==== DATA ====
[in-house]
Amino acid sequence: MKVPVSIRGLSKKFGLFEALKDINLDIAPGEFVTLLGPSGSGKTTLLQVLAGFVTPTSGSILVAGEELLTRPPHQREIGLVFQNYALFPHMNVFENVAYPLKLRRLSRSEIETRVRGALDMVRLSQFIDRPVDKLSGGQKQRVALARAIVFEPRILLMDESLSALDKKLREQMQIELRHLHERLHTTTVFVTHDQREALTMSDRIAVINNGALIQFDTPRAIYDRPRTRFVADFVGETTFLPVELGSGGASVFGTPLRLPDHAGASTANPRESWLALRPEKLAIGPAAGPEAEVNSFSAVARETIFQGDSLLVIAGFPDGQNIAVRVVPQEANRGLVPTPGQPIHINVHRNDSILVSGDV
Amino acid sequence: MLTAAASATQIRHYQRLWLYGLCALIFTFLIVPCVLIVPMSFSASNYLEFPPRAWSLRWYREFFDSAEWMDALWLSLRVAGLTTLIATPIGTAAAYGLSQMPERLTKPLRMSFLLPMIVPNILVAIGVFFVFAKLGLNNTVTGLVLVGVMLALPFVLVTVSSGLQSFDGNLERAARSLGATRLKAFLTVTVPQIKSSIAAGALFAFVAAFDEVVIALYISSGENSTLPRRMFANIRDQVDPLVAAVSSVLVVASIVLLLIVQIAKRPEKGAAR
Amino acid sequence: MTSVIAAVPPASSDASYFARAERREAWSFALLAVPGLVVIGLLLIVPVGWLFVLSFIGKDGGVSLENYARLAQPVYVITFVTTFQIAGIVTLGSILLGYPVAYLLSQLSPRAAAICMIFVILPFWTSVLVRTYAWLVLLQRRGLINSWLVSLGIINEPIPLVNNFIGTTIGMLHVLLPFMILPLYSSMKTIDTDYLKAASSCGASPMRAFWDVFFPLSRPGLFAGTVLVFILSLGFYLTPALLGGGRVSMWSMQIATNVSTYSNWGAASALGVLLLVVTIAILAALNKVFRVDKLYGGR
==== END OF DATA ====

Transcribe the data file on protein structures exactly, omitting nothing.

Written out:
[in-house]
Amino acid sequence: MKVPVSIRGLSKKFGLFEALKDINLDIAPGEFVTLLGPSGSGKTTLLQVLAGFVTPTSGSILVAGEELLTRPPHQREIGLVFQNYALFPHMNVFENVAYPLKLRRLSRSEIETRVRGALDMVRLSQFIDRPVDKLSGGQKQRVALARAIVFEPRILLMDESLSALDKKLREQMQIELRHLHERLHTTTVFVTHDQREALTMSDRIAVINNGALIQFDTPRAIYDRPRTRFVADFVGETTFLPVELGSGGASVFGTPLRLPDHAGASTANPRESWLALRPEKLAIGPAAGPEAEVNSFSAVARETIFQGDSLLVIAGFPDGQNIAVRVVPQEANRGLVPTPGQPIHINVHRNDSILVSGDV
Amino acid sequence: MLTAAASATQIRHYQRLWLYGLCALIFTFLIVPCVLIVPMSFSASNYLEFPPRAWSLRWYREFFDSAEWMDALWLSLRVAGLTTLIATPIGTAAAYGLSQMPERLTKPLRMSFLLPMIVPNILVAIGVFFVFAKLGLNNTVTGLVLVGVMLALPFVLVTVSSGLQSFDGNLERAARSLGATRLKAFLTVTVPQIKSSIAAGALFAFVAAFDEVVIALYISSGENSTLPRRMFANIRDQVDPLVAAVSSVLVVASIVLLLIVQIAKRPEKGAAR
Amino acid sequence: MTSVIAAVPPASSDASYFARAERREAWSFALLAVPGLVVIGLLLIVPVGWLFVLSFIGKDGGVSLENYARLAQPVYVITFVTTFQIAGIVTLGSILLGYPVAYLLSQLSPRAAAICMIFVILPFWTSVLVRTYAWLVLLQRRGLINSWLVSLGIINEPIPLVNNFIGTTIGMLHVLLPFMILPLYSSMKTIDTDYLKAASSCGASPMRAFWDVFFPLSRPGLFAGTVLVFILSLGFYLTPALLGGGRVSMWSMQIATNVSTYSNWGAASALGVLLLVVTIAILAALNKVFRVDKLYGGR